Markets might love Abenomics (Benankonomics? Kurodanomics?) but George Soros doesn’t.
“What Japan is doing is actually quite dangerous because they are doing it after 25 years of just simply accumulating deficits and not getting the economy going,” Soros said earlier this morning on CNBC, a day after Haruhiko Kuroda, the new governor of the Bank of Japan, announced a monetary program of unprecedented aggressiveness.
“If what they’re doing gets something started, they may not be able to stop it,” he added.
World, meet the new Abenomics talking point: what BoJ policy might cause. And you’d better get used to it. Japan’s economic situation is so singularly awful that really anything could happen. And that includes lots of not-that-scary outcomes. But balanced speculation is boring, and doomsday scenarios like Soros’s make for unusually compelling financial TV taglines.
Of course, Soros is pointing out a real risk. The bank of Japan wants the yen to weaken. But if the currency weakens too much, it could prompt investors to dump Japanese assets, such as Japanese government bonds (JGBs). A sharp JGB selloff would raise the interest rates Japan has to pay to roll over its incredibly large debt load, and could potentially set off a dangerous spiral of ever higher debt, as we’ve discussed.
However, the nasty undercurrent to these increasingly common sermons is a condemnation of the BoJ’s and Kuroda’s undue riskiness. While Soros was fairly explicit, Cassandra-izing about “monetizing the debt” and “central bank independence” are also popular codewords in this monetary moralizing, as though it simply hadn’t dawned on Team BoJ to think through the potential consequences of its policies.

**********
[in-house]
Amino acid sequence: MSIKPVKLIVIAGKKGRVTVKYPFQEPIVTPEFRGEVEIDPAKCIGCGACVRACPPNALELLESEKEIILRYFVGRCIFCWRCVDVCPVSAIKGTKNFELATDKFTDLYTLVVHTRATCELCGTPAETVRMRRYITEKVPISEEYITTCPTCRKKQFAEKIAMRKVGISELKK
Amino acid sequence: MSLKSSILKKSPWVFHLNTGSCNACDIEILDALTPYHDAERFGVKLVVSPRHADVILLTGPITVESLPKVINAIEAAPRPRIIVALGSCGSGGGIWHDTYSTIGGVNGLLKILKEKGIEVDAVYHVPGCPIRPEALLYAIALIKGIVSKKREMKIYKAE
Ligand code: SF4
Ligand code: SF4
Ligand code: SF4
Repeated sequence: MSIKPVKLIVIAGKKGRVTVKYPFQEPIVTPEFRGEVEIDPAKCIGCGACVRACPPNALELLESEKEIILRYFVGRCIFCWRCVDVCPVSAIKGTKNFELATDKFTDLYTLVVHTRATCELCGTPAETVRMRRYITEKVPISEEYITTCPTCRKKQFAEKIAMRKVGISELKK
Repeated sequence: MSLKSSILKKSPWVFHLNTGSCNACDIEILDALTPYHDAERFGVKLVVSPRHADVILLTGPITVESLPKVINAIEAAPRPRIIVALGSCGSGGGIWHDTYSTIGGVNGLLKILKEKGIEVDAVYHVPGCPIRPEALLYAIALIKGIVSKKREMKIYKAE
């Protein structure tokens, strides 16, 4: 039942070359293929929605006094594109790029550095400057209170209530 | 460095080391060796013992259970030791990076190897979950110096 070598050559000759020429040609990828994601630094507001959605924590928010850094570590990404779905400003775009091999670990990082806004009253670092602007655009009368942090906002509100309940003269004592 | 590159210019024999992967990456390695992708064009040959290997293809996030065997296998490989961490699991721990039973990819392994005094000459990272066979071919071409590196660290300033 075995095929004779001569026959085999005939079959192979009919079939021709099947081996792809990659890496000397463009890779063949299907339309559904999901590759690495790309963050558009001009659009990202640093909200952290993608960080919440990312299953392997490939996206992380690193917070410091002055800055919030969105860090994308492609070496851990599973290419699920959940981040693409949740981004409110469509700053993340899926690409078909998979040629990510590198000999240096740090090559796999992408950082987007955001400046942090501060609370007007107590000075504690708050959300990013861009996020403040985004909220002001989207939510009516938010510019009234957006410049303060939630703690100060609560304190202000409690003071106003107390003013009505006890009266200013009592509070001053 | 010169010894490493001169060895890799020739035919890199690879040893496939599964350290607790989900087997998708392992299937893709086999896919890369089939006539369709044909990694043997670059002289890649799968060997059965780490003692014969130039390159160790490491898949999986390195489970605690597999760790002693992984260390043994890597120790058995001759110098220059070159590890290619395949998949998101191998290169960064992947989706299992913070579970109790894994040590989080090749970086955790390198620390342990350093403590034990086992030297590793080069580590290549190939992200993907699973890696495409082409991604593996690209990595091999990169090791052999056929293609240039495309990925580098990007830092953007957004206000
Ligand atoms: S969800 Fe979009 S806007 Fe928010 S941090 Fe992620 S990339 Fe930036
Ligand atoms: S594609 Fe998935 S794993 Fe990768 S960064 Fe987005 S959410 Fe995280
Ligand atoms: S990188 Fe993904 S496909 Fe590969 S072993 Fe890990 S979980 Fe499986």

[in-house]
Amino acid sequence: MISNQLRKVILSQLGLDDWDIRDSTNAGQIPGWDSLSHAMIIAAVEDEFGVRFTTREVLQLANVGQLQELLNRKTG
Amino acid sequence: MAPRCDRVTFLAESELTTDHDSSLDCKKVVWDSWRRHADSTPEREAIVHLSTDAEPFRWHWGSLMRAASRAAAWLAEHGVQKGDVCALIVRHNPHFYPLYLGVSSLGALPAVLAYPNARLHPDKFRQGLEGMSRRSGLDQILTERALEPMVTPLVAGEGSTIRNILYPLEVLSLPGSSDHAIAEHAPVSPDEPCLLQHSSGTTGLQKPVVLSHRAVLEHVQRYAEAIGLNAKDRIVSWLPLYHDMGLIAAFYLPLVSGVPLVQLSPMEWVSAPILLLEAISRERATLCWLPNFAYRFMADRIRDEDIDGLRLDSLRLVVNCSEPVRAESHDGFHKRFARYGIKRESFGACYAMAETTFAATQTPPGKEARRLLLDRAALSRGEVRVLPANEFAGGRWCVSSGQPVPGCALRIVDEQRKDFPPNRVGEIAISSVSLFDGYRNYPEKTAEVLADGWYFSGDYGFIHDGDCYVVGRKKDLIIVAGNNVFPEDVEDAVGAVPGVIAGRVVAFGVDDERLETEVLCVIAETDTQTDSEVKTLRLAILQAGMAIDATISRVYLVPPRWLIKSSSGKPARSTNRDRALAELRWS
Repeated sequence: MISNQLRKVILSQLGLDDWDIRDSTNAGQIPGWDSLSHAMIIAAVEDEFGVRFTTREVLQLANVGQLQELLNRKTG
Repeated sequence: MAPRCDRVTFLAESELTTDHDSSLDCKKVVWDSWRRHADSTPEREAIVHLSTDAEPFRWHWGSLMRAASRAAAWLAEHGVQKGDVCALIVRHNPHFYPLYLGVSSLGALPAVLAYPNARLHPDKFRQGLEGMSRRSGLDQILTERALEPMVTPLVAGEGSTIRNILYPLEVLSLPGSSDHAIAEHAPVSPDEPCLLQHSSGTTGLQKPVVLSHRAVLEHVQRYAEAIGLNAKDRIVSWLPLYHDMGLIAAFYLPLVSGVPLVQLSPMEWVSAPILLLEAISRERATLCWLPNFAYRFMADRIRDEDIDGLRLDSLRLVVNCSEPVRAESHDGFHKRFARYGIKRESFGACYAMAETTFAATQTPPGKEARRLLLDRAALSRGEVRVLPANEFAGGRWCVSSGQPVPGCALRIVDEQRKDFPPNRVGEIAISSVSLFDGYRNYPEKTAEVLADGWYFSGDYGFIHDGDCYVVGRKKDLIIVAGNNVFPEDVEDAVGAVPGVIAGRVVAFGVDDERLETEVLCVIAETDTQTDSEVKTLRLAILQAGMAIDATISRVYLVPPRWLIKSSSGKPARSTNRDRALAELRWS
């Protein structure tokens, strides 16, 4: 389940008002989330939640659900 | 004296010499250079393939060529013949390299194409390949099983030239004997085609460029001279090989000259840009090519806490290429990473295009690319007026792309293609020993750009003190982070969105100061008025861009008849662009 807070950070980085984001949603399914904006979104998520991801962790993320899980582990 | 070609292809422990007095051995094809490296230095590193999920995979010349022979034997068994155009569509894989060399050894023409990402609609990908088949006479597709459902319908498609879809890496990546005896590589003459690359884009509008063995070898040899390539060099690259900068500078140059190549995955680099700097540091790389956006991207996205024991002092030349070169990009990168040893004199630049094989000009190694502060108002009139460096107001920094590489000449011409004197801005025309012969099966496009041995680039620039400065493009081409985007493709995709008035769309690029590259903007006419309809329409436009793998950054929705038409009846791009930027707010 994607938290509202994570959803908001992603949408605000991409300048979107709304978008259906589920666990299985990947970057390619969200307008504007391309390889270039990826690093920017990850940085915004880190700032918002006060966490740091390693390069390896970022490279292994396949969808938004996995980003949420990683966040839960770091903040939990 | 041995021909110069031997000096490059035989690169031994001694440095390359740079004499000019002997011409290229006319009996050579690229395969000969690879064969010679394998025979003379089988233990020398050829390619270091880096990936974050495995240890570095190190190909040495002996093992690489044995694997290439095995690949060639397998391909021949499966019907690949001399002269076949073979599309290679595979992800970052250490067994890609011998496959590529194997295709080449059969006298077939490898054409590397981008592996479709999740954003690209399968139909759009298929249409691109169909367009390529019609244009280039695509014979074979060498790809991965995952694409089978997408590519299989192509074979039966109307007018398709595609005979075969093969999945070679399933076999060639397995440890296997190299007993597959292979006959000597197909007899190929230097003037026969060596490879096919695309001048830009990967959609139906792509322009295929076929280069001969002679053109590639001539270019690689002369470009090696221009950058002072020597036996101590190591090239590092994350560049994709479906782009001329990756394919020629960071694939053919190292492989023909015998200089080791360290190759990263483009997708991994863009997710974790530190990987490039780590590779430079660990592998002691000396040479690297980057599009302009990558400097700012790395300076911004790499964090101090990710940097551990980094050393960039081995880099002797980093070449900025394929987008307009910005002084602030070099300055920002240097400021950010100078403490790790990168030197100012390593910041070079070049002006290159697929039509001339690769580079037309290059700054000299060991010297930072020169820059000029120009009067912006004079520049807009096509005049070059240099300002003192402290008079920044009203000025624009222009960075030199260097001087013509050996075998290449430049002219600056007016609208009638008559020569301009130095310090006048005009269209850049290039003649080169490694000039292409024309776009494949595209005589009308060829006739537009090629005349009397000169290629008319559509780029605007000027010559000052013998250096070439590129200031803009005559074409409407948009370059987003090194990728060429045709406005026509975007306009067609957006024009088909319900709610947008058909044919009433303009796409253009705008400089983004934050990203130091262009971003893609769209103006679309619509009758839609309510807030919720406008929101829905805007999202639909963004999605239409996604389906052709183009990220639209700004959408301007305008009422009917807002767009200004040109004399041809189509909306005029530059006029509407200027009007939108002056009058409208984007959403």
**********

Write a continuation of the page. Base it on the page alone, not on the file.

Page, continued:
But risk is exactly the point of Kuroda’s monetary policy. In the simplest terms possible, the goal of quantitative easing is to discourage financial conservatism and encourage spending, by pushing households and businesses to take on risk, and assuring them that monetary conditions aren’t going to change on them any time soon.
And if Soros doesn’t favor this type of risk-taking, why didn’t he offer a better idea about how to defeat deflation and revive the economy?
You know, that’s the one thing these paragons of monetary piety never address: What they’d do if they were in Kuroda’s shoes. Or, for that matter, what might happen if Japan didn’t slough off the risk-aversion of a decade’s worth of feckless BoJ governors.
But that’s because there is no “might” to be mused on. If some clone of Masaaki Shirakawa (Kuroda’s predecessor as governor) were to extend the BoJ’s legacy of lethargy, deflation would certainly continue to worsen. Wages would certainly continue to fall. Businesses would certainly continue to shutter. And Japan’s economy would certainly continue to waste away, taking 127 million people’s chance for prosperity along with it.